Imagine you're a golfer. Okay, you may already be a golfer, so imagine you're a good golfer. So good that you're one of the best in your state. And imagine that after years of training and weeks of brutal tournament play, you finally win the state championship! You romp your way to a seven-stroke victory, sign your card, and walk off to celebrate your victory with family and friends.
And then you notice something's wrong with your card.
What do you do? Do you cross your fingers and hope that nobody notices the disqualification-worthy error, or do you step up and admit to the mistake yourself?
If you're many people, you keep your head low and hope for the best (and, most likely, file suit if somebody later tries to take your title away). But if you're Adam Van Houten, you take the more honorable route.
Five years ago, Van Houten had just finished storming his way to the Ohio high school golf championship when he noticed an error on his scorecard. One of Van Houten's playing partners had written down a 5 for the 10th hole rather than the 6 that Van Houten actually earned. And when Van Houten noted the error, he was disqualified on the spot since he'd already signed his card.
Now, you can parse this story a million different ways. The idea that you can get disqualified from a state championship for a stray pencil mark made by someone else is absurd on its face. And yes, it's Van Houten's responsibility to check and make sure everything syncs up between cards. And yes, the error may well have been discovered at a later date. And yes, whoever that mysterious error-prone other player was should be picking up Van Houten's greens fees and after-round drinks forevermore.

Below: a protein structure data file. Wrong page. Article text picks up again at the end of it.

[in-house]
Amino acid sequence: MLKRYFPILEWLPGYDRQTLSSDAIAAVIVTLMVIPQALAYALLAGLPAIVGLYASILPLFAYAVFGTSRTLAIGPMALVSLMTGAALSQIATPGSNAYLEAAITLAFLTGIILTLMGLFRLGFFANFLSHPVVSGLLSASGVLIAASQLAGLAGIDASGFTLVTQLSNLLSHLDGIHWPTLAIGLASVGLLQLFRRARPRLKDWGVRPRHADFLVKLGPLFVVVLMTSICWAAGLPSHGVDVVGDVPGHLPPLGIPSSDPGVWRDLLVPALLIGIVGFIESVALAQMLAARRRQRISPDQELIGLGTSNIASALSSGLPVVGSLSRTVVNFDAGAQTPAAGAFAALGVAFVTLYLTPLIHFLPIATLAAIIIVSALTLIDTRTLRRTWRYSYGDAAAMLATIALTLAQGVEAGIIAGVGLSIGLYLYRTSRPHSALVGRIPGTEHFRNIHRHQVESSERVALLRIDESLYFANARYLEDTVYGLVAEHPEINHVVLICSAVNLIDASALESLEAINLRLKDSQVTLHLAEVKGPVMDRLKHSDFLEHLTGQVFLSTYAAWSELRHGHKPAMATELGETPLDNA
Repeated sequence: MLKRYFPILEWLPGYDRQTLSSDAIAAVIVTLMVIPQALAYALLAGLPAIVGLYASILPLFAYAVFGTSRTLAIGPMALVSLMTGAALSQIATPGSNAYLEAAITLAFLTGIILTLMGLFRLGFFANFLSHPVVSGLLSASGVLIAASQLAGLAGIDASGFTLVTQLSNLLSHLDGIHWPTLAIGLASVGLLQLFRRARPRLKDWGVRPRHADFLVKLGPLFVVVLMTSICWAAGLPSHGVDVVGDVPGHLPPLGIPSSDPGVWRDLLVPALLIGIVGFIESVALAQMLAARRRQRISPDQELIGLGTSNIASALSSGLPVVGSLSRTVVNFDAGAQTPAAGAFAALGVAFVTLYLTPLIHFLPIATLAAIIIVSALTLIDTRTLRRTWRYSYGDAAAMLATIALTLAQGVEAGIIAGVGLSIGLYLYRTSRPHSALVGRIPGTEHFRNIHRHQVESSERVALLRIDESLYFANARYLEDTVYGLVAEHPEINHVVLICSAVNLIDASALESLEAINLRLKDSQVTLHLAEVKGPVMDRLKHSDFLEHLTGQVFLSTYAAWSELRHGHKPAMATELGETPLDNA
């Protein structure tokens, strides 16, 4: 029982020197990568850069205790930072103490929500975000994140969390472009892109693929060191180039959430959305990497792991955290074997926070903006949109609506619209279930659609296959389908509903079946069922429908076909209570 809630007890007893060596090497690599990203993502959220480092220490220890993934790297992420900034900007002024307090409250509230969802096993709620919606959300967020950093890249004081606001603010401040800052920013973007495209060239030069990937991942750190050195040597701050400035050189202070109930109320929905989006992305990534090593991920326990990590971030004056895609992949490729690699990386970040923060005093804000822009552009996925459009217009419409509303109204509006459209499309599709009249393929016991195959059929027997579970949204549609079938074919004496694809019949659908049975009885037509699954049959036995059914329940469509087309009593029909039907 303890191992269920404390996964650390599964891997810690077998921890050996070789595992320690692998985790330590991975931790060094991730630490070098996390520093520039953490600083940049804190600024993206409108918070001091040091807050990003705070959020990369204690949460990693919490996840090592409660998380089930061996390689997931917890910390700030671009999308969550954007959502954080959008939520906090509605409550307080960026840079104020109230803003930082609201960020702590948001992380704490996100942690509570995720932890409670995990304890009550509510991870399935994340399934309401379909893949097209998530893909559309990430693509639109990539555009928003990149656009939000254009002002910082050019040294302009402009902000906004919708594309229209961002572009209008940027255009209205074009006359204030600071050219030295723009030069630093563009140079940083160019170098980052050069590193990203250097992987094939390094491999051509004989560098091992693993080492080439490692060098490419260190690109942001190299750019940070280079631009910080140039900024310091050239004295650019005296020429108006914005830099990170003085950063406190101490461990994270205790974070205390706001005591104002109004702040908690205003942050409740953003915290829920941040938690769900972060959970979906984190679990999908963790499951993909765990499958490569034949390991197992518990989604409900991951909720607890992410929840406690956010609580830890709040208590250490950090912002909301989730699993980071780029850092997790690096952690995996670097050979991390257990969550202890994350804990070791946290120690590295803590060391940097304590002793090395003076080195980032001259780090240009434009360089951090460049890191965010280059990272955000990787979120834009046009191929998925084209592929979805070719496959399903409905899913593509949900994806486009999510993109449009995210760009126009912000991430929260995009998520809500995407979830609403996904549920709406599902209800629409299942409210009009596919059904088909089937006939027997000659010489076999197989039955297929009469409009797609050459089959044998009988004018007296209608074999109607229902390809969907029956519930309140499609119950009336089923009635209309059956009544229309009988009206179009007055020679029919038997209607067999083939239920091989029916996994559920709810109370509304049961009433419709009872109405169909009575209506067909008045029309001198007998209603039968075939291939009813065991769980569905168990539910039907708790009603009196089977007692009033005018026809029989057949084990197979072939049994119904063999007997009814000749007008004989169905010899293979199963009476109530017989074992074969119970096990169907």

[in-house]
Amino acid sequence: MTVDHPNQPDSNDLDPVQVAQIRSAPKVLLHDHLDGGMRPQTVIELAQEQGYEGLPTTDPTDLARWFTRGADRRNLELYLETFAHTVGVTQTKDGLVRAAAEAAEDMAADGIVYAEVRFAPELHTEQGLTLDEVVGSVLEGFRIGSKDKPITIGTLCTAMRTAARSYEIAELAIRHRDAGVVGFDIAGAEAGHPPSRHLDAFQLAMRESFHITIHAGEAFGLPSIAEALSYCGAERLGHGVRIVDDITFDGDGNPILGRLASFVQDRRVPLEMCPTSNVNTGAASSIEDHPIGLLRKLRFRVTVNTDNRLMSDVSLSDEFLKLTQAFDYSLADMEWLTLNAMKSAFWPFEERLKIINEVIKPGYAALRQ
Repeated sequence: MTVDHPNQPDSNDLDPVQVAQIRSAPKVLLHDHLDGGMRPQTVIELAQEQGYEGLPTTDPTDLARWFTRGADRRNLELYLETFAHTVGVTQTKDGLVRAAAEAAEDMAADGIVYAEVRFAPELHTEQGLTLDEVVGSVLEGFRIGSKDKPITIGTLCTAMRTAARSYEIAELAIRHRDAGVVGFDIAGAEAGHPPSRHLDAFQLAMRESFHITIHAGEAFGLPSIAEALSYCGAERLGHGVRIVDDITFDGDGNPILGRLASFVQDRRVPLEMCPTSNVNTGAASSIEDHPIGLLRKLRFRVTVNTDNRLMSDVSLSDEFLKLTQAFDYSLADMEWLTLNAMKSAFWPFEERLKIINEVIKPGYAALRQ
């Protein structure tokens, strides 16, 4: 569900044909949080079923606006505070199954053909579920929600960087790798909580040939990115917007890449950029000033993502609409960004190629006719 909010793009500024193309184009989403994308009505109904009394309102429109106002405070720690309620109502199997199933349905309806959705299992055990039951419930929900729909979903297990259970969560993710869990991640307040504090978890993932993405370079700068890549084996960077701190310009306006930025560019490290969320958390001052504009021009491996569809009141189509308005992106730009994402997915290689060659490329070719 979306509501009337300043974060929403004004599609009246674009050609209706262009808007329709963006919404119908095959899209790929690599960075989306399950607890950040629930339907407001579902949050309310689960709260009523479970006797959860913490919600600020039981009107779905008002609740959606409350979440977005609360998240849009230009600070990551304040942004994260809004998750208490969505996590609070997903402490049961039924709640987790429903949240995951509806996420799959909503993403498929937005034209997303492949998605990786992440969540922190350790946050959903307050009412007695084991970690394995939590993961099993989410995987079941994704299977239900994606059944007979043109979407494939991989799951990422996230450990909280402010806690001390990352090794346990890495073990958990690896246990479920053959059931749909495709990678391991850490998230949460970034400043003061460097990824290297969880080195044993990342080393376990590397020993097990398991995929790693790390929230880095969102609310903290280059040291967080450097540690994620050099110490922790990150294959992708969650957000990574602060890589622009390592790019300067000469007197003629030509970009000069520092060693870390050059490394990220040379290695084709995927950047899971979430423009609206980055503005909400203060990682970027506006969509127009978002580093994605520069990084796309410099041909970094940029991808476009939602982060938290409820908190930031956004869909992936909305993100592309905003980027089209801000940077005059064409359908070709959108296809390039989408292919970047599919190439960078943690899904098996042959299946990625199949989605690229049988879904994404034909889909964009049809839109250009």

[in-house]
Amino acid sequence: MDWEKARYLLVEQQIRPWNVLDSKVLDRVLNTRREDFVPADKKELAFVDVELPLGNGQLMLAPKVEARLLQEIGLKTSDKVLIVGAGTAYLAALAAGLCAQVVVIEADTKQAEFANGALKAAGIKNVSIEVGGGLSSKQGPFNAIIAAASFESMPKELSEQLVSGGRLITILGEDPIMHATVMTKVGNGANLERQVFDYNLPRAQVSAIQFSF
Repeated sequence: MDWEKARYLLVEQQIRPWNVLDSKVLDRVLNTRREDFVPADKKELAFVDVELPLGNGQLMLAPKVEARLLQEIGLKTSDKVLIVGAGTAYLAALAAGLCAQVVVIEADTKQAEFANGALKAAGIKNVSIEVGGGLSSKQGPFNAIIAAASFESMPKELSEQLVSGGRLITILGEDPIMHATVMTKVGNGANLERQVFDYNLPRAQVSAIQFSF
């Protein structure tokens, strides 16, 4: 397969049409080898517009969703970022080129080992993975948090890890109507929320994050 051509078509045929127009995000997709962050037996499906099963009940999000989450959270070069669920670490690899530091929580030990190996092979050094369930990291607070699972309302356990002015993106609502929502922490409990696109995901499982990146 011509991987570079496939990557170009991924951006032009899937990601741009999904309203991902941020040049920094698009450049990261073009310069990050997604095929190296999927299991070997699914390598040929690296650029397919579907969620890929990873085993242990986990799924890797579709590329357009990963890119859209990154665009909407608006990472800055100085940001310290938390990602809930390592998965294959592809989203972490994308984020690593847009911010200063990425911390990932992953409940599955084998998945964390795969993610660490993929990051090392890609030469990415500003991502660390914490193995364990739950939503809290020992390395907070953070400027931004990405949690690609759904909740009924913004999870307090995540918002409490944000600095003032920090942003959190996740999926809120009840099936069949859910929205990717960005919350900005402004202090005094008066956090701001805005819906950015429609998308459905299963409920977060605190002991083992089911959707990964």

But all of those justifications miss the overall point. Van Houten surely knew he would lose the state championship by speaking up, and he did so anyway. That's class, that's sportsmanship, and that earned him a spot on Sports Illustrated's sportsmanship of the decade list. The Ohio State High School Athletic Association honored him with a commemorative medal. And he's got a "when I was your age" story that he'll always be able to use to torment his kids and grandkids.
Van Houten now plays on the golf team of George Mason University. He joins a list of distinguished honorable golfers that includes J.P. Hayes, who disqualified himself from a PGA Tour qualifying tournament after finding he'd used an unpermitted ball for one hole.
Kinda makes you feel a little guilty about kicking that ball out of the woods, doesn't it?
Ohio golfer's scorecard confession wins accolade [AP via Yahoo! Sports]